Born and raised in Seneca, South Carolina. Brett earned his first two degrees from Clemson University: Bachelors in Wildlife Biology and a Master’s in Entomology. While working at the Clemson bee lab during his undergraduate studies, he became interested in bees and served as an undergraduate research assistant in 2003 under Dr. Mike Hood, where he studied improved trapping methods for the Small Hive Beetle (Aethina tumida) control.
While working on a joint UGA-Clemson research project Brett was introduced to the UGA Honey Bee Program, and upon finishing his master’s degree, moved the 60 short miles to Athens and continued his education at UGA. At UGA his research focus was on the host-parasite relationship between honey bees and varroa mites (Varroa destructor). More specifically, he examined the transmission and virulence of Varroa between honey bee colonies as related to colony distance and apiary density, the effects of increases in polyandry on drifting rates, and the effect of mite age on host choice. While earning his degree he gave many talks at honey bee clubs and local schools. During his time at UGA he also served as an annual instructor at the Young Harris- UGA Beekeeping Institute. He completed is degree in May of 2016.
Currently he is working for the family business NIPCAM, which offers professional integrated pest management (IPM) solutions, especially within the poultry and livestock farming community. In addition, he continues to be active in the honey bee community, speaking at local bee clubs and offering a course on varroa mite management. This course offers hands on instruction encompassing all legal forms of varroa mite control emphasizing the implementation of monitoring techniques and best IPM practices.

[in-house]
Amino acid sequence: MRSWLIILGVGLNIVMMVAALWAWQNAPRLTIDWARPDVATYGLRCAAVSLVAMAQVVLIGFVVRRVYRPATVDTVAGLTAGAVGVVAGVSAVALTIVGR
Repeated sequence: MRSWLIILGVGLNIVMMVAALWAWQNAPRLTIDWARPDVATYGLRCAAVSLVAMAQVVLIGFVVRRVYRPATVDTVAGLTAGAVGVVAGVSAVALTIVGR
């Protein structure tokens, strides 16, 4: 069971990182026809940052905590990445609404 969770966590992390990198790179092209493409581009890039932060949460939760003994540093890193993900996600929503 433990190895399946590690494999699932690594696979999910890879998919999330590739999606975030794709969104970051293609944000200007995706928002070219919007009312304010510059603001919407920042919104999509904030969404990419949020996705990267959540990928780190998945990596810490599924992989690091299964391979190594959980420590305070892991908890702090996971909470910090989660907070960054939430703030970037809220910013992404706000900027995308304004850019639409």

Brett is married to Emily Nolan and they have three daughters. His hobbies and interests involve being outdoors: hiking, camping, fishing, and hunting. He also enjoys watching college sports and grilling/barbequing.
- B.S. in Wildlife & Fisheries Biology, Clemson University, 2006
- M.S. in Entomology, Clemson University, 2008
- Ph.D. in Entomology, University of Georgia, 2016
Nolan, M.P., and Keith S. Delaplane., 2016. “Distance between honey bee Apis mellifera colonies regulates populations of Varroa destructor at a landscape scale.” Apidologie: 1-9. DOI: 10.1007/s13592-016-0443-9
Berry, J.A., Afik, O., Nolan IV, M.P., and Delaplane, K.S., 2012. Revisiting Powdered Sugar for Varroa Control on Honey Bees (Apis mellifera L). Journal of Apiculture Research 51, No. 4: p.367-368.
Nolan, IV M.P., and W.M. Hood., 2008. Comparison of Two Attractants to Small Hive Beetles, Aethina tumida, in Honey Bee Colonies. Journal Apicultural Research 47, No. 3: p.229-233.
Hood, W.M., and M. Nolan., A Comparison of Two Small Hive Beetle Attractants Inside Honey Bee Colonies. In the proceedings of American Bee Research Conference. Phoenix, Arizona. 8-13 January, 2007. Published in American Bee Journal 147, No. 5: p.440.
Nolan, IV M.P., and W.M. Hood., Mark Release and Recapture Techniques for the Small Hive Beetle, In the proceedings of American Bee Research Conference (ABRC), Annual Meeting of the American Association of Professional Apiculturists (AAPA) 9-11 January, 2008, Sacramento, California. Published in American Bee Journal 148, No. 6: p.558.
Nolan, IV M.P., and W.M. Hood., 2008. Trapping Small Hive Beetle, Aethina tumida Murray (Coleoptera: Nitidulidae) In Honey Supers & Brood Chambers of Honey Bee Colonies. Manuscript to be submitted for publication, August 2008.
Nolan IV, M. (2008). Trapping small hive beetles, Aethina tumida Murray, inside honey bee colonies, CLEMSON UNIVERSITY